Lawmakers have taken a first step toward privatizing commissaries, approving legislation that would require a pilot program to test the concept of private companies operating at least five commissaries in large markets.

The Senate Armed Services Committee approved the plan Thursday as part of its version of the 2016 defense authorization bill.

According to the committee, the legislation also requires a report on a plan to privatize the Defense Commissary Agency, entirely or in part, and directs the Government Accountability Office to assess potential costs and benefits of having private companies run the stores. The language of the legislation was not available at press time.

Sen. Jim Inhofe, R-Okla., said he fought hard against the provision in committee and plans to introduce an amendment on the Senate floor to reverse it when the the defense bill comes up for consideration by the full chamber.

"With all the good in the bill, one of my greatest disappointments was legislation that directs the Department of Defense to privatize military commissaries on a minimum of five major bases and sets into motion the potential for all commissaries to be privatized," Inhofe said in a statement.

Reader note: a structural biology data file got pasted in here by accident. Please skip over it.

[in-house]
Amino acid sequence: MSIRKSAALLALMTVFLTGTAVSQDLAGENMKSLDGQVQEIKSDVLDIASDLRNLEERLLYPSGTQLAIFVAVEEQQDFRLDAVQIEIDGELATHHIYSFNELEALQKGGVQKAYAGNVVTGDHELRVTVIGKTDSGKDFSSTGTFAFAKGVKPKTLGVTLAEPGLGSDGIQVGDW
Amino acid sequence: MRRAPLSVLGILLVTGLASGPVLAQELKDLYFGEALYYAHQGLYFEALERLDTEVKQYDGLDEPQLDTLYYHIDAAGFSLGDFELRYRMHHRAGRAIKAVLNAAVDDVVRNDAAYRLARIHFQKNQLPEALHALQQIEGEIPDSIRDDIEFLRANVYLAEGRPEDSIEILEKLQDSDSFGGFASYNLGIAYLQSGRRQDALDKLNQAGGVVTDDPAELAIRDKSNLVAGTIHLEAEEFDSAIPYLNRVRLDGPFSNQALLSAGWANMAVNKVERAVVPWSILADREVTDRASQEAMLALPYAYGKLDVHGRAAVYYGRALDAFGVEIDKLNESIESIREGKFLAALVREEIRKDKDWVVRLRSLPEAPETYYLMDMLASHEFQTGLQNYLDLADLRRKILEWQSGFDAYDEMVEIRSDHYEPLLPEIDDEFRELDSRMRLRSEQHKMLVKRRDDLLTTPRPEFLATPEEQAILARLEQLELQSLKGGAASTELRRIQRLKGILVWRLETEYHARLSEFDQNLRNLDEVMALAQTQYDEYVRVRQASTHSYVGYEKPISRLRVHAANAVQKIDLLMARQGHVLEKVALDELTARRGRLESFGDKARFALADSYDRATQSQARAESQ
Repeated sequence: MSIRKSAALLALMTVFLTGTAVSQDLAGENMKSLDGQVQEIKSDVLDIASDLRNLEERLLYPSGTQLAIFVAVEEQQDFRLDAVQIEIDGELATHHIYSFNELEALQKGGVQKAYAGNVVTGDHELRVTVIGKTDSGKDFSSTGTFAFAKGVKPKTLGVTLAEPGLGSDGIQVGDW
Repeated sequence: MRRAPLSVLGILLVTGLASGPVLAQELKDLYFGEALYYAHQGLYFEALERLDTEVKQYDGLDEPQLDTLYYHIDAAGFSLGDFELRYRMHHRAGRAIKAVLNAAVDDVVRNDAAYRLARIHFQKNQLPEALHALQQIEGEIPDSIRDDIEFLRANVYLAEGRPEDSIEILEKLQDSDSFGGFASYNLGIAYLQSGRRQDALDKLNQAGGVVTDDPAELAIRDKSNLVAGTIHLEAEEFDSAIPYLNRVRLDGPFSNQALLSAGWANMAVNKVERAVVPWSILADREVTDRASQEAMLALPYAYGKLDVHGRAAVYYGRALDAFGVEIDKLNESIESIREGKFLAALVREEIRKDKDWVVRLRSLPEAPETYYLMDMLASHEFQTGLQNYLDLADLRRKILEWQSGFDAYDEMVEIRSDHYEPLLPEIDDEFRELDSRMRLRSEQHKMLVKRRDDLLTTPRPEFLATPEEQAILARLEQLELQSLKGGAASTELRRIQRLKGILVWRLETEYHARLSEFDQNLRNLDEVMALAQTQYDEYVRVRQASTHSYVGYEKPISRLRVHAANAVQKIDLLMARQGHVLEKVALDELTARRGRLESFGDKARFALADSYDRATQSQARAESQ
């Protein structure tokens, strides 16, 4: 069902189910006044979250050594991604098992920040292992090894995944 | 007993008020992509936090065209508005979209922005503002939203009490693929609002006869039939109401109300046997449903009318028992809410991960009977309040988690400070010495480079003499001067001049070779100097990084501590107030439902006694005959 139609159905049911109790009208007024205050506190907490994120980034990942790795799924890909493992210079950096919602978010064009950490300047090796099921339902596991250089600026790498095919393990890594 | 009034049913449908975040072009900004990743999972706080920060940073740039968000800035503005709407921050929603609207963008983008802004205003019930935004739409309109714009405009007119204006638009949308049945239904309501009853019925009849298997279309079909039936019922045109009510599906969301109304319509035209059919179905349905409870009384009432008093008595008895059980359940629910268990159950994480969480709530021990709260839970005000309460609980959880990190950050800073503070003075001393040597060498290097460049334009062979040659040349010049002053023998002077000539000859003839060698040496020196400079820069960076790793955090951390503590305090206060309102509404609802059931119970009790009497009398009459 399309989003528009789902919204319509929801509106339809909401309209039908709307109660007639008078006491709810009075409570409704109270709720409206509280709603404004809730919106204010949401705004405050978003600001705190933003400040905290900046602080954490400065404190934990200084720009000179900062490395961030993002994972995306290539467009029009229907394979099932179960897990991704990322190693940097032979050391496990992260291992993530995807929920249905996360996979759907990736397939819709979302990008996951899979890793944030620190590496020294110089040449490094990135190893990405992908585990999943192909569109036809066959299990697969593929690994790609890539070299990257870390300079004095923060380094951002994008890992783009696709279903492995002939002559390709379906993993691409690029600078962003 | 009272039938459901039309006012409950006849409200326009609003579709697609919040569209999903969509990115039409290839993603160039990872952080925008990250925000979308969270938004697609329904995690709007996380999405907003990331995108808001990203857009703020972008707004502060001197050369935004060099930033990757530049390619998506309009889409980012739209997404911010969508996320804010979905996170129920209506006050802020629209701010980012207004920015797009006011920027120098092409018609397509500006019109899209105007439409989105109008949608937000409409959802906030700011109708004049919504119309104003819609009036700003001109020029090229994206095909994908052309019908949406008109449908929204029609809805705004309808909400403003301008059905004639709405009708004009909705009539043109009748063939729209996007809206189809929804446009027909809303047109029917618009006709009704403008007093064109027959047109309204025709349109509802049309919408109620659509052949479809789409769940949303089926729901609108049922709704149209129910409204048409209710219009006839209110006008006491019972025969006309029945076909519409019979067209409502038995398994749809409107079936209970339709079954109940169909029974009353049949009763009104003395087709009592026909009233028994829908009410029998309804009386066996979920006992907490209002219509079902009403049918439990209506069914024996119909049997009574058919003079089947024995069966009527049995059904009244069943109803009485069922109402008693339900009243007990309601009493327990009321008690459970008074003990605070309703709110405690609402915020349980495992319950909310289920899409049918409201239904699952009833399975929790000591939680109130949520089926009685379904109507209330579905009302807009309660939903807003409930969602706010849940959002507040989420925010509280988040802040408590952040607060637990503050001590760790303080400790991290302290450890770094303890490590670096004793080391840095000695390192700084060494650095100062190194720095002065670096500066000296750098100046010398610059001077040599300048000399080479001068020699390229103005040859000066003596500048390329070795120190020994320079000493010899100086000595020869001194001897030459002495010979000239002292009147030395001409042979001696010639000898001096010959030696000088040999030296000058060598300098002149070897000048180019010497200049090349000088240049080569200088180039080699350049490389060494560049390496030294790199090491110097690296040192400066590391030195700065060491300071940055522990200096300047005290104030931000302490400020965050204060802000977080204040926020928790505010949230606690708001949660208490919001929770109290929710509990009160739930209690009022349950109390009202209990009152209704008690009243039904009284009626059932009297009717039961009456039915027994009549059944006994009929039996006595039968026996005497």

"It ignores recommendations made by the Military Compensation and Retirement Modernization Commission in January," he said.

That commission recommended consolidating some back-office operational functions of commissaries and exchanges, and allowing commissaries to mark up prices on items to help cover some operational costs.

Joyce Raezer, executive director of the National Military Family Association, noted that the commission had also explored the option of privatizing commissaries, and when they approached a number of companies, including Walmart, they said they wouldn't be interested. "Who's going to want it?" she said.

Information was not immediately available about whether the Senate committee has agreed to allow commissaries to mark up prices, as requested by DoD, or has agreed to the Pentagon's request to reduce funding for commissaries.

But according to a committee press release, the legislation "treats domestic and overseas transportation costs of commissary goods and supplies the same by spreading the costs evenly across the commissary system worldwide."